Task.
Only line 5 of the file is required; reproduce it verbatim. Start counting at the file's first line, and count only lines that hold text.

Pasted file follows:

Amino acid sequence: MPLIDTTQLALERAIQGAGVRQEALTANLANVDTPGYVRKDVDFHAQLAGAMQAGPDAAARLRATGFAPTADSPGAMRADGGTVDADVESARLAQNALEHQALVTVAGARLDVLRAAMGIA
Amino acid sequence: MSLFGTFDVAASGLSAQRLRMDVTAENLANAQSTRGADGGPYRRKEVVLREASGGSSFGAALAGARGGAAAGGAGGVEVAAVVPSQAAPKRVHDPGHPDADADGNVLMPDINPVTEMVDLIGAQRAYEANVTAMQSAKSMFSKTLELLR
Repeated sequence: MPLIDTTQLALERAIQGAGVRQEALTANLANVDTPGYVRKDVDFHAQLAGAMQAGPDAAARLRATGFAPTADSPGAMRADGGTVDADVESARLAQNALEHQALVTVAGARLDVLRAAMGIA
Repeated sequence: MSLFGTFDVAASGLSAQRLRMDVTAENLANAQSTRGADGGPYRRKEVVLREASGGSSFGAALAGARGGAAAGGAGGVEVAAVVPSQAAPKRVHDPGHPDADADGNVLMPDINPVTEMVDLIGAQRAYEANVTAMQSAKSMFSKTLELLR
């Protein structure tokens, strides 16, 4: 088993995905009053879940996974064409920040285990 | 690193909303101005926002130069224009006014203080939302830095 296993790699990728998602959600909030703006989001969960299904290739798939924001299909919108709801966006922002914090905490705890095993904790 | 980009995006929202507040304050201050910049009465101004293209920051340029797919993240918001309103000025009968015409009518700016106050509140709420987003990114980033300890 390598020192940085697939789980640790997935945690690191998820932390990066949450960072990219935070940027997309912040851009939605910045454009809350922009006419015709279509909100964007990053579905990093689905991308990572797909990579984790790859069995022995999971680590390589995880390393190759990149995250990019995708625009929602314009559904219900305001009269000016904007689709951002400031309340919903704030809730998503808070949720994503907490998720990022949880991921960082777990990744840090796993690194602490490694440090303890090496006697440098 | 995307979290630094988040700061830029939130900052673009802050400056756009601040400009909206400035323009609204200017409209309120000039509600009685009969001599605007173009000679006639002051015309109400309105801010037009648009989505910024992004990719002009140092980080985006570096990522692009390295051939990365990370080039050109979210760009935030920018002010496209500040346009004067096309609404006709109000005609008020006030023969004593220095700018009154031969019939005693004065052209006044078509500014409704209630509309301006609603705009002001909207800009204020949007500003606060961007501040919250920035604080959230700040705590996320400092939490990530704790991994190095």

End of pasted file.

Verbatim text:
């Protein structure tokens, strides 16, 4: 088993995905009053879940996974064409920040285990 | 690193909303101005926002130069224009006014203080939302830095 296993790699990728998602959600909030703006989001969960299904290739798939924001299909919108709801966006922002914090905490705890095993904790 | 980009995006929202507040304050201050910049009465101004293209920051340029797919993240918001309103000025009968015409009518700016106050509140709420987003990114980033300890 390598020192940085697939789980640790997935945690690191998820932390990066949450960072990219935070940027997309912040851009939605910045454009809350922009006419015709279509909100964007990053579905990093689905991308990572797909990579984790790859069995022995999971680590390589995880390393190759990149995250990019995708625009929602314009559904219900305001009269000016904007689709951002400031309340919903704030809730998503808070949720994503907490998720990022949880991921960082777990990744840090796993690194602490490694440090303890090496006697440098 | 995307979290630094988040700061830029939130900052673009802050400056756009601040400009909206400035323009609204200017409209309120000039509600009685009969001599605007173009000679006639002051015309109400309105801010037009648009989505910024992004990719002009140092980080985006570096990522692009390295051939990365990370080039050109979210760009935030920018002010496209500040346009004067096309609404006709109000005609008020006030023969004593220095700018009154031969019939005693004065052209006044078509500014409704209630509309301006609603705009002001909207800009204020949007500003606060961007501040919250920035604080959230700040705590996320400092939490990530704790991994190095």